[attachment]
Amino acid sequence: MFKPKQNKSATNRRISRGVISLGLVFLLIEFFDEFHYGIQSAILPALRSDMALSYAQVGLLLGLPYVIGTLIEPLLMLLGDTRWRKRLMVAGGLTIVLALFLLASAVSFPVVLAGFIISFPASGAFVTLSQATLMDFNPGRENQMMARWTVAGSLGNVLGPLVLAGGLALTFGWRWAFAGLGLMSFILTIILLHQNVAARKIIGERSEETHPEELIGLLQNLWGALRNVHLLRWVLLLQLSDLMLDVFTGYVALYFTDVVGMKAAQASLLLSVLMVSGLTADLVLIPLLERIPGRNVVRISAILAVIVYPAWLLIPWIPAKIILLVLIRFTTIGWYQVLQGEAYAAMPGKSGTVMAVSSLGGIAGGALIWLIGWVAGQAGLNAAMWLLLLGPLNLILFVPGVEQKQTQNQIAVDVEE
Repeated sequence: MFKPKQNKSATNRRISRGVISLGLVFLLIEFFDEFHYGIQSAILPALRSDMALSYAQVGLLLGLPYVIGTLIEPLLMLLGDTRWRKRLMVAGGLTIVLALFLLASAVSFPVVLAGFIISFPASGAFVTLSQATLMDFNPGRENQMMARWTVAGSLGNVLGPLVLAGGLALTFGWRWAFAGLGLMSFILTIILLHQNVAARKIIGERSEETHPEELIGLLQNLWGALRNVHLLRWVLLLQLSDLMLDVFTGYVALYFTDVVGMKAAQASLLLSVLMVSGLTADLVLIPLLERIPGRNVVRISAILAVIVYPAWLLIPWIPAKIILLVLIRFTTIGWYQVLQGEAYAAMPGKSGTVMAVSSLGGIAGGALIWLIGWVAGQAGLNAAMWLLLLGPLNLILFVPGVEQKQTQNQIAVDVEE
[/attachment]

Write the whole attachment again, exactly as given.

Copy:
Amino acid sequence: MFKPKQNKSATNRRISRGVISLGLVFLLIEFFDEFHYGIQSAILPALRSDMALSYAQVGLLLGLPYVIGTLIEPLLMLLGDTRWRKRLMVAGGLTIVLALFLLASAVSFPVVLAGFIISFPASGAFVTLSQATLMDFNPGRENQMMARWTVAGSLGNVLGPLVLAGGLALTFGWRWAFAGLGLMSFILTIILLHQNVAARKIIGERSEETHPEELIGLLQNLWGALRNVHLLRWVLLLQLSDLMLDVFTGYVALYFTDVVGMKAAQASLLLSVLMVSGLTADLVLIPLLERIPGRNVVRISAILAVIVYPAWLLIPWIPAKIILLVLIRFTTIGWYQVLQGEAYAAMPGKSGTVMAVSSLGGIAGGALIWLIGWVAGQAGLNAAMWLLLLGPLNLILFVPGVEQKQTQNQIAVDVEE
Repeated sequence: MFKPKQNKSATNRRISRGVISLGLVFLLIEFFDEFHYGIQSAILPALRSDMALSYAQVGLLLGLPYVIGTLIEPLLMLLGDTRWRKRLMVAGGLTIVLALFLLASAVSFPVVLAGFIISFPASGAFVTLSQATLMDFNPGRENQMMARWTVAGSLGNVLGPLVLAGGLALTFGWRWAFAGLGLMSFILTIILLHQNVAARKIIGERSEETHPEELIGLLQNLWGALRNVHLLRWVLLLQLSDLMLDVFTGYVALYFTDVVGMKAAQASLLLSVLMVSGLTADLVLIPLLERIPGRNVVRISAILAVIVYPAWLLIPWIPAKIILLVLIRFTTIGWYQVLQGEAYAAMPGKSGTVMAVSSLGGIAGGALIWLIGWVAGQAGLNAAMWLLLLGPLNLILFVPGVEQKQTQNQIAVDVEE